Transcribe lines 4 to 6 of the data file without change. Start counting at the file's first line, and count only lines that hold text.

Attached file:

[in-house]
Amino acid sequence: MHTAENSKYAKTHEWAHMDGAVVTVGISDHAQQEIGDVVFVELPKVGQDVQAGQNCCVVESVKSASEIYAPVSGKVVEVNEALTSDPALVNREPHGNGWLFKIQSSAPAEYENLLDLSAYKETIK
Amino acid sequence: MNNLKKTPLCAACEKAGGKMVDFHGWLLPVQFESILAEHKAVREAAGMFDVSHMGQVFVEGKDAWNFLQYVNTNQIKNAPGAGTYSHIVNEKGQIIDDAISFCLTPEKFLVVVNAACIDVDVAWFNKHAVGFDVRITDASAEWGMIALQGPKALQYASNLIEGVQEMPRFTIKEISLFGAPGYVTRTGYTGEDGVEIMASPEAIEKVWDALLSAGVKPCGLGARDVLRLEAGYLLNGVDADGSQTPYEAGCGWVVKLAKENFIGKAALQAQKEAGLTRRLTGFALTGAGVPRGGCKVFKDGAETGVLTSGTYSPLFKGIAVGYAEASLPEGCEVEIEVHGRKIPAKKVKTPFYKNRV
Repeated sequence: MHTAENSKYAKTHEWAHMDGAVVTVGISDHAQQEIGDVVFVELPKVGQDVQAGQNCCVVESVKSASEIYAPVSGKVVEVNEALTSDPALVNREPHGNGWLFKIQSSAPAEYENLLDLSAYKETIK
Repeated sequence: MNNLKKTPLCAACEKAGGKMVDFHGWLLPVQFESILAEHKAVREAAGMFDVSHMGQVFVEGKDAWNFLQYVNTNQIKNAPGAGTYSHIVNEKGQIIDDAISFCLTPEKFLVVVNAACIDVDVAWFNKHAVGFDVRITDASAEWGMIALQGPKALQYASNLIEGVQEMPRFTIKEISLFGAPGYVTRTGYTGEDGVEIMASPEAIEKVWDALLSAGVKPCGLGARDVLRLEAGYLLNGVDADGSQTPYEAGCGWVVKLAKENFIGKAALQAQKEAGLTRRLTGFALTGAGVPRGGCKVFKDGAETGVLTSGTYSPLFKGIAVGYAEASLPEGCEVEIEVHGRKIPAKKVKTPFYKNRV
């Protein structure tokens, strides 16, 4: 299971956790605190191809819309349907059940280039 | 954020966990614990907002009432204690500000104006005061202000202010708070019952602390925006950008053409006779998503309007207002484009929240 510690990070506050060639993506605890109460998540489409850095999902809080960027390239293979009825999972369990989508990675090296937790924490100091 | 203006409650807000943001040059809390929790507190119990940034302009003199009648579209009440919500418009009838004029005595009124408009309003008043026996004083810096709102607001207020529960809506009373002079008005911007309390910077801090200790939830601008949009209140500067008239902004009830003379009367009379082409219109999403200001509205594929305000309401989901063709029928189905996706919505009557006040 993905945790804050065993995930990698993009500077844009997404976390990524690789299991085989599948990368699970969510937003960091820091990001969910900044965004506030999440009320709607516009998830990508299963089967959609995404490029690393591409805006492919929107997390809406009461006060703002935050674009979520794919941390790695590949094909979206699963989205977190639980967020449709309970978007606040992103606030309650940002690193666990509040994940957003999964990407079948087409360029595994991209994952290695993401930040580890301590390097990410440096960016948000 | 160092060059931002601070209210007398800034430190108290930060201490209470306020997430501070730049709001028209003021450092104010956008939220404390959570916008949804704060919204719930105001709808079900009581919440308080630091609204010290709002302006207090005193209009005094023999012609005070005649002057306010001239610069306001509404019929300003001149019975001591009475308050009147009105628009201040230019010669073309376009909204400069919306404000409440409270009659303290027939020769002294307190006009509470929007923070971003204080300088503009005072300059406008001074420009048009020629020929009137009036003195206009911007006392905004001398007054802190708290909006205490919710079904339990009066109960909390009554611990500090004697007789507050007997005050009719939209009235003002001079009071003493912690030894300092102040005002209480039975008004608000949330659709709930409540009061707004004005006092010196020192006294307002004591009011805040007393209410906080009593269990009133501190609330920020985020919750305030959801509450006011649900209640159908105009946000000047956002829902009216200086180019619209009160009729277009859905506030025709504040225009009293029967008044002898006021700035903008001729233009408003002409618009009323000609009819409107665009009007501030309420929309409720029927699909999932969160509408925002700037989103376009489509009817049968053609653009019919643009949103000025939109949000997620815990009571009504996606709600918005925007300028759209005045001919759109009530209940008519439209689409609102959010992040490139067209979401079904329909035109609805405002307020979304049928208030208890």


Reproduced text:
Repeated sequence: MHTAENSKYAKTHEWAHMDGAVVTVGISDHAQQEIGDVVFVELPKVGQDVQAGQNCCVVESVKSASEIYAPVSGKVVEVNEALTSDPALVNREPHGNGWLFKIQSSAPAEYENLLDLSAYKETIK
Repeated sequence: MNNLKKTPLCAACEKAGGKMVDFHGWLLPVQFESILAEHKAVREAAGMFDVSHMGQVFVEGKDAWNFLQYVNTNQIKNAPGAGTYSHIVNEKGQIIDDAISFCLTPEKFLVVVNAACIDVDVAWFNKHAVGFDVRITDASAEWGMIALQGPKALQYASNLIEGVQEMPRFTIKEISLFGAPGYVTRTGYTGEDGVEIMASPEAIEKVWDALLSAGVKPCGLGARDVLRLEAGYLLNGVDADGSQTPYEAGCGWVVKLAKENFIGKAALQAQKEAGLTRRLTGFALTGAGVPRGGCKVFKDGAETGVLTSGTYSPLFKGIAVGYAEASLPEGCEVEIEVHGRKIPAKKVKTPFYKNRV
């Protein structure tokens, strides 16, 4: 299971956790605190191809819309349907059940280039 | 954020966990614990907002009432204690500000104006005061202000202010708070019952602390925006950008053409006779998503309007207002484009929240 510690990070506050060639993506605890109460998540489409850095999902809080960027390239293979009825999972369990989508990675090296937790924490100091 | 203006409650807000943001040059809390929790507190119990940034302009003199009648579209009440919500418009009838004029005595009124408009309003008043026996004083810096709102607001207020529960809506009373002079008005911007309390910077801090200790939830601008949009209140500067008239902004009830003379009367009379082409219109999403200001509205594929305000309401989901063709029928189905996706919505009557006040 993905945790804050065993995930990698993009500077844009997404976390990524690789299991085989599948990368699970969510937003960091820091990001969910900044965004506030999440009320709607516009998830990508299963089967959609995404490029690393591409805006492919929107997390809406009461006060703002935050674009979520794919941390790695590949094909979206699963989205977190639980967020449709309970978007606040992103606030309650940002690193666990509040994940957003999964990407079948087409360029595994991209994952290695993401930040580890301590390097990410440096960016948000 | 160092060059931002601070209210007398800034430190108290930060201490209470306020997430501070730049709001028209003021450092104010956008939220404390959570916008949804704060919204719930105001709808079900009581919440308080630091609204010290709002302006207090005193209009005094023999012609005070005649002057306010001239610069306001509404019929300003001149019975001591009475308050009147009105628009201040230019010669073309376009909204400069919306404000409440409270009659303290027939020769002294307190006009509470929007923070971003204080300088503009005072300059406008001074420009048009020629020929009137009036003195206009911007006392905004001398007054802190708290909006205490919710079904339990009066109960909390009554611990500090004697007789507050007997005050009719939209009235003002001079009071003493912690030894300092102040005002209480039975008004608000949330659709709930409540009061707004004005006092010196020192006294307002004591009011805040007393209410906080009593269990009133501190609330920020985020919750305030959801509450006011649900209640159908105009946000000047956002829902009216200086180019619209009160009729277009859905506030025709504040225009009293029967008044002898006021700035903008001729233009408003002409618009009323000609009819409107665009009007501030309420929309409720029927699909999932969160509408925002700037989103376009489509009817049968053609653009019919643009949103000025939109949000997620815990009571009504996606709600918005925007300028759209005045001919759109009530209940008519439209689409609102959010992040490139067209979401079904329909035109609805405002307020979304049928208030208890």